Read Black Children’s Authors and Poets Featured by Penny Candy Books


( ENSPIRE News ) “13 Ways of Looking at a Black Boy” and “A Gift From Greensboro” are Personal Poetry Collections Written by Black Authors

ENSPIRE Contributor: Natalie Wong

Penny Candy Books introduces an array of children’s books to celebrate Black authors and stories. It’s the perfect time to read and recommend “13 Ways of Looking at a Black Boy” by acclaimed poet and scholar Tony Medina and thirteen artists of color and “A Gift From Greensboro” by poet, professor, and civil rights historian, Quraysh Ali Lansana and illustrated by Skip Hill.

“Small press. Big conversations” is the tagline of Penny Candy Books. The independent children’s book publishing company based in Oklahoma City, Okla., and Greensboro, N.C. Founded in 2015 by poets Alexis Orgera and Chad Reynolds, they aim to create conversations and to publish children’s literature that reflects the diverse realities of the world we live in, both at home and abroad. They hope to seek out books by and about people and subjects that speak to and from a broad range of human experience.

“13 Ways of Looking at a Black Boy” is a poetry collection written by Tony Medina and thirteen artists of color—six of which are women. In tanka verse (a thirty-one-syllable poem), poet Medina shines a light on the beauty of black boys. Medina also invites illustrators, Kesha Bruce, Floyd Cooper, Javaka Steptoe, Ekua Holmes, to bring the collection to life. The collection received a glowing response from Kirkus Reviews: the poems “celebrate the preciousness and creativity” of black boyhood and flow through topics such as family, spirituality, self-confidence, and the stressors of working-class life. While emphasizing their universal appeal, Medina cites that these collected poems were originally inspired by photographs of the residents of Anacostia, a historically black neighborhood threatened by gentrification in the southeast section of Washington, D.C. The title has its genealogy, emerging from Wallace Steven’s 1952 poem “Thirteen Ways of Looking at a Blackbird” and Raymond Patterson’s 1969 “Twenty-Six Ways of Looking at a Black Man,” a classic of the 1960s-era Black Arts Movement.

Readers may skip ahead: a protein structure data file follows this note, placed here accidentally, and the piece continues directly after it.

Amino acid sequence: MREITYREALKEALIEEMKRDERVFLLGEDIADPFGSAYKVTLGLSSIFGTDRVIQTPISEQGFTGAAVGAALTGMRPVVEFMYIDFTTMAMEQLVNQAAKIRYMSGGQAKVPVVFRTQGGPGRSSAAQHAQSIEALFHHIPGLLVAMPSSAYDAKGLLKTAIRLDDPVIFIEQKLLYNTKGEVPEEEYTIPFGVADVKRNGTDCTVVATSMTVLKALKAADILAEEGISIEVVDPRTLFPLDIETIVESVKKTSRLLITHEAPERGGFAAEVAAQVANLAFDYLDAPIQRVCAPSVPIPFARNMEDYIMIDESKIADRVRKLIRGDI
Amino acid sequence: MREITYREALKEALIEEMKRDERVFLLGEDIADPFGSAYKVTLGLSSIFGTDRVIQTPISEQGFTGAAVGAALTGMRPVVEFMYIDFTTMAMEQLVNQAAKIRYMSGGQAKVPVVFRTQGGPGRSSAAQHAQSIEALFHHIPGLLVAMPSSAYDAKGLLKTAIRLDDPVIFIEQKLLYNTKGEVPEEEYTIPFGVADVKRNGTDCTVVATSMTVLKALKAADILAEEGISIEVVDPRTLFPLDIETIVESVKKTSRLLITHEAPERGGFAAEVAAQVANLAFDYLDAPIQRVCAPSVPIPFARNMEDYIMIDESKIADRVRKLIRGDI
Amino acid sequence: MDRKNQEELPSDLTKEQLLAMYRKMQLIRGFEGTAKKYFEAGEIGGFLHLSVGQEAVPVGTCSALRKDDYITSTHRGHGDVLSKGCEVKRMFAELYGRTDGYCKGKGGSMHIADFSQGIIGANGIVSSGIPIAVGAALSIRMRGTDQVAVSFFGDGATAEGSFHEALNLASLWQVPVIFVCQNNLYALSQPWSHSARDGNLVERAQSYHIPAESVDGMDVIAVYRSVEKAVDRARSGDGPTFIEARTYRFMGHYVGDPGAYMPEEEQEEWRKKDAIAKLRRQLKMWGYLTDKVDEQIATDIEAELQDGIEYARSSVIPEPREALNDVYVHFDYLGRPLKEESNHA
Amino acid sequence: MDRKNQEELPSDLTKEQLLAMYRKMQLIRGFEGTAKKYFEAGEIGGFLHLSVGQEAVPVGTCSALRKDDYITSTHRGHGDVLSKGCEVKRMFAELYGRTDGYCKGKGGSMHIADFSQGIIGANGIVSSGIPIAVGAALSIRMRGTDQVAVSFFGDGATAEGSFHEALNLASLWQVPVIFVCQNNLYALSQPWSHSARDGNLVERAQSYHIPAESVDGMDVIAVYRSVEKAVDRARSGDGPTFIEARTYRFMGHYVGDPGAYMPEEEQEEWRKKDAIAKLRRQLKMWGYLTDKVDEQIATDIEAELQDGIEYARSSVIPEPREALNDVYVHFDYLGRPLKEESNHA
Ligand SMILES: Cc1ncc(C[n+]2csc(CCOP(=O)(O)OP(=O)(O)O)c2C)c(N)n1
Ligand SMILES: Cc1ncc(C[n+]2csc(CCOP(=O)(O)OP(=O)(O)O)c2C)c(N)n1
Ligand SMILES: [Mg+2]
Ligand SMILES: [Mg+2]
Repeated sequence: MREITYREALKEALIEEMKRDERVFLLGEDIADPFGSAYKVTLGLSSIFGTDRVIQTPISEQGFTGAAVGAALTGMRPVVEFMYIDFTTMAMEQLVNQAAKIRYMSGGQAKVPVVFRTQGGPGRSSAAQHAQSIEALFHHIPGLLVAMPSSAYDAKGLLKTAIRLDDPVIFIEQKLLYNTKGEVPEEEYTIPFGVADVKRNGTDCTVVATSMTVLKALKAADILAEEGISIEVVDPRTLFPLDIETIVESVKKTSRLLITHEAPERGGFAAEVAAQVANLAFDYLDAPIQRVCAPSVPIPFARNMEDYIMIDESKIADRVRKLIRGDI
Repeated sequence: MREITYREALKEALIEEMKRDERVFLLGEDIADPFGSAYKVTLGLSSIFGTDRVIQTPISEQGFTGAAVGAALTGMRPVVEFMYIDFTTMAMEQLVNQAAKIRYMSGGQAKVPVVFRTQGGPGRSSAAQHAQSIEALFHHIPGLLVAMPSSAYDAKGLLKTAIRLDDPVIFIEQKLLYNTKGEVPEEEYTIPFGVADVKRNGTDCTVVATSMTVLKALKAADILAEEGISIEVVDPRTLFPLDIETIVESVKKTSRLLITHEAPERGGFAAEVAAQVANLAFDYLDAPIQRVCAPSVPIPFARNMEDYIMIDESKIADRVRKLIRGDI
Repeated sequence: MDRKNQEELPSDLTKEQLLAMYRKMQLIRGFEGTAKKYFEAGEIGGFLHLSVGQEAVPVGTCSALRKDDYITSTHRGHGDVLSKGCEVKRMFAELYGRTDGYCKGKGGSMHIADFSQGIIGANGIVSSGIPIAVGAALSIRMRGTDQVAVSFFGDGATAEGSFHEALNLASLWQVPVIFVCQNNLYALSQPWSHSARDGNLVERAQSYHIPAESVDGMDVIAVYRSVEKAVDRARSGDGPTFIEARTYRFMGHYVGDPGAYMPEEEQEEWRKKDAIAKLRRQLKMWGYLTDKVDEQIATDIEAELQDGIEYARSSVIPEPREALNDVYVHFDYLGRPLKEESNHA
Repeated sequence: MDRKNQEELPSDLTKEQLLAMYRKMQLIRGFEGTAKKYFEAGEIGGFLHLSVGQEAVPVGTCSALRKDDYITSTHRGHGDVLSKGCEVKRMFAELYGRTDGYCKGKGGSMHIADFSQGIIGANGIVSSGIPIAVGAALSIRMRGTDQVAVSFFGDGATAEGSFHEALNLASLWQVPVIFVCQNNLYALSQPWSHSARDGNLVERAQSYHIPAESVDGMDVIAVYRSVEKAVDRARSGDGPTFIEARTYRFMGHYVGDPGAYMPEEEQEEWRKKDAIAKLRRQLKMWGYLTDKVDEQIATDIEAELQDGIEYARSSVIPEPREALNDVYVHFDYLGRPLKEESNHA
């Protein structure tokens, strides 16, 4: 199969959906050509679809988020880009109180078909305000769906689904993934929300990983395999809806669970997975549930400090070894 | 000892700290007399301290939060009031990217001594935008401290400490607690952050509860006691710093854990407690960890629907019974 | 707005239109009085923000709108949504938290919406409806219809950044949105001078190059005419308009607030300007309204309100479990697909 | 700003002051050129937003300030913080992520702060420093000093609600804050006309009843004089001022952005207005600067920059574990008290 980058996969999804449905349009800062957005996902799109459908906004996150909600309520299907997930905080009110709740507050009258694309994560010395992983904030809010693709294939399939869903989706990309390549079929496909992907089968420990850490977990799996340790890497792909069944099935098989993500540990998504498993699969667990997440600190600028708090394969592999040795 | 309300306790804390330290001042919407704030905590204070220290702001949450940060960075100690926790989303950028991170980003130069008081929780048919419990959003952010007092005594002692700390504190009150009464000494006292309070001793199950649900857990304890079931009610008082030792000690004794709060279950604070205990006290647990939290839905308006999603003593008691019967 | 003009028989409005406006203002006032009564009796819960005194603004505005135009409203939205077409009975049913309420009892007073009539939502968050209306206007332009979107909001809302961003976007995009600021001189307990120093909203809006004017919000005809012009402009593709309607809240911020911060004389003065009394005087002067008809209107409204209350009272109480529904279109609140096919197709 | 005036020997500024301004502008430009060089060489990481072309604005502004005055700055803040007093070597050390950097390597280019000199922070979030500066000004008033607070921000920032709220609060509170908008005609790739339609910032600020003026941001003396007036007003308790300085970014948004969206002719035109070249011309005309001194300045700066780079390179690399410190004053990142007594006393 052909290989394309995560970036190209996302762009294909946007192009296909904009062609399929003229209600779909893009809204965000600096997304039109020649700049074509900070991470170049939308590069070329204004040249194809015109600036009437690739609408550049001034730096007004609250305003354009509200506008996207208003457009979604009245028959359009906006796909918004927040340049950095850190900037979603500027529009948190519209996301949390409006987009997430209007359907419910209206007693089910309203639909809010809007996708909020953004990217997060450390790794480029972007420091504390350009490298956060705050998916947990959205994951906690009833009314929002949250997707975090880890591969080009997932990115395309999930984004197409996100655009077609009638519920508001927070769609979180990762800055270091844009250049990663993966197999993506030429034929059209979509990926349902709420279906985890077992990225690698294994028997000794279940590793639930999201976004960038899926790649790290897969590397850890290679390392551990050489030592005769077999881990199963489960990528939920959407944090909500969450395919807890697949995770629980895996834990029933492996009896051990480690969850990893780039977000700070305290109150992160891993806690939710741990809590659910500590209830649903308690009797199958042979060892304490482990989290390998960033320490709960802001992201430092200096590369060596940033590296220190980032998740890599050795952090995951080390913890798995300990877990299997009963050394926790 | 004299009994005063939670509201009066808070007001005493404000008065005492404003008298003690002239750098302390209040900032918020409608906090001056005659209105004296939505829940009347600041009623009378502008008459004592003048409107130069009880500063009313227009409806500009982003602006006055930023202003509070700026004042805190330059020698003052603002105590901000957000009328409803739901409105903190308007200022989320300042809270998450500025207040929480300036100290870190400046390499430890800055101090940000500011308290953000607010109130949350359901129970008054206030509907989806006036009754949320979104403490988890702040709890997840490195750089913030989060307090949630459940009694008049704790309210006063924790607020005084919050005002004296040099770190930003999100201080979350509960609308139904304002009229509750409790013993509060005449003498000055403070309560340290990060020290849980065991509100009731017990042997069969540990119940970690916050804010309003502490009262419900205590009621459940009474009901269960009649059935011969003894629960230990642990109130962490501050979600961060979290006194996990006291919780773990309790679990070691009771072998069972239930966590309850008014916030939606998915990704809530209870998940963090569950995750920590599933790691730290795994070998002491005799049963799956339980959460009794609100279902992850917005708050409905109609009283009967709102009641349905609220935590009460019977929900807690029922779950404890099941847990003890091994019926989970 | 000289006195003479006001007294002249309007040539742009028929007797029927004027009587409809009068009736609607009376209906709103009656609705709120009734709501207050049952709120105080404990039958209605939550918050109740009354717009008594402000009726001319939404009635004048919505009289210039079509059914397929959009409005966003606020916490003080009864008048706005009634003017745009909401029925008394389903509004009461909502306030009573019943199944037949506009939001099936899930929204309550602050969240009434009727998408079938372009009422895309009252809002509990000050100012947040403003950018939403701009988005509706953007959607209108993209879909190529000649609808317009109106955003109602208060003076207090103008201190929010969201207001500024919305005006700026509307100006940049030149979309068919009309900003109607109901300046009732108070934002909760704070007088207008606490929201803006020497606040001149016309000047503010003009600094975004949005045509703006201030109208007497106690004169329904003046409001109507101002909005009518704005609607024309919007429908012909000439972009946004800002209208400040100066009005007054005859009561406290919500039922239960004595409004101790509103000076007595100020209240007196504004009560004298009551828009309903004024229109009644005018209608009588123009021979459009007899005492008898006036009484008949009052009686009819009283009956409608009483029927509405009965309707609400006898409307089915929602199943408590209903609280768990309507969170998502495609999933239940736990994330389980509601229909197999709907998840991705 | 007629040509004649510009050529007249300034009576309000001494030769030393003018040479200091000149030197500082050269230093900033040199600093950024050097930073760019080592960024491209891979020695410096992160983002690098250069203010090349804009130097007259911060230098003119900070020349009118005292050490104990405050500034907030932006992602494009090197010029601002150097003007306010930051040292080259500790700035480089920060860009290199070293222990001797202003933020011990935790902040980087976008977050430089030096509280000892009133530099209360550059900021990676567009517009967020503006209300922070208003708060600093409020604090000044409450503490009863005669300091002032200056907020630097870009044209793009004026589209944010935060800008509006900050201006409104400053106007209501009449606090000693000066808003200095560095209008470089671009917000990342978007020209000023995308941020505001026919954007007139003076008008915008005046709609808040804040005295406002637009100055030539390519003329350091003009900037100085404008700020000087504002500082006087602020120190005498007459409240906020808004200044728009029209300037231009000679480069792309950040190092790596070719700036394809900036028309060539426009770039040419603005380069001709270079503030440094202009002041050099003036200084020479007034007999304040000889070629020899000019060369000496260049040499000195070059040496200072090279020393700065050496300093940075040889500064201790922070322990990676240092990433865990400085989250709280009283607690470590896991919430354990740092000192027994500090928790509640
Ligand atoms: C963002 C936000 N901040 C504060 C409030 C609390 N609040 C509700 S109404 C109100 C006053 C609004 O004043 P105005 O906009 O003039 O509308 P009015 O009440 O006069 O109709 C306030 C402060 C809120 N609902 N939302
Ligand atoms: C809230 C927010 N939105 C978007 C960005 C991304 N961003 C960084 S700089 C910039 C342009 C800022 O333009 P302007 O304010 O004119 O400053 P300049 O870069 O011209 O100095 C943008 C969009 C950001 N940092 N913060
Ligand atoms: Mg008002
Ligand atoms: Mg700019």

Born in the South Bronx, Medina earned a BA from Baruch College and an MA and aTPhD in African American and American literature and creative writing from the State University of New York, Binghamton. He is the author and editor of more than a dozen books for adults and young readers. In his work, Medina explores the transformative intersections of racial and class struggle. Writer Ishmael Reed notes Medina as “Poet Laureate of the Broke,” and “tells us how the broke get by, how they live, their day to day quest for survival.” Medina has also been featured in the Encyclopedia of Hip Hop Literature and was cited in the Encyclopedia of Rap and Hip Hop Culture. Besides “13 Ways of Looking at a Black Boy,” his latest works include the graphic novel “I Am Alfonso Jones” and “I and Bob Marley.” Medina currently teaches at Howard University, where he was named the first professor of creative writing.

“A Gift from Greensboro,” written by Quraysh Ali Lansana and illustrated by Skip Hill, a celebration of the magic of childhood friendship, and a meditation on growing up in the wake of the sit-ins that ushered in the Civil Rights Movement. Paired with intricate, layered illustrations, the free-verse poem recognizes that true friendship knows no boundaries and that love drives positive change. The poem refers to the Greensboro sit-ins in 1960 and is an adaptation of an autobiographical narrative poem originally titled “The Woolworth’s Poem,” which appeared in Lasana’s first full-length book of poetry, “Southside Rain.” Spanning Oklahoma City and Greensboro and three-time periods, the poem emphasizes that civil rights battles happened not just in the south, but across the nation.

Born in the town of Enid, Okla., Lansana received his MFA in creative writing at New York University. He is currently a faculty member of the creative writing program of the School of the Art Institute of Chicago and has been a literary teaching artist and curriculum developer for over a decade. Lansana led workshops in prisons, public schools, and universities in over 30 states and his work examine the politics and inequalities—in race, ethnicity, and social status. He is a former faculty member of the Drama Division of The Juilliard School and served as director of the Gwendolyn Brooks Center for Black Literature and Creative Writing at Chicago State University from 2002-2011, where he was also Associate Professor of English/creative writing.

Find out more about “13 Ways of Looking at a Black Boy” and “A Gift From Greensboro” at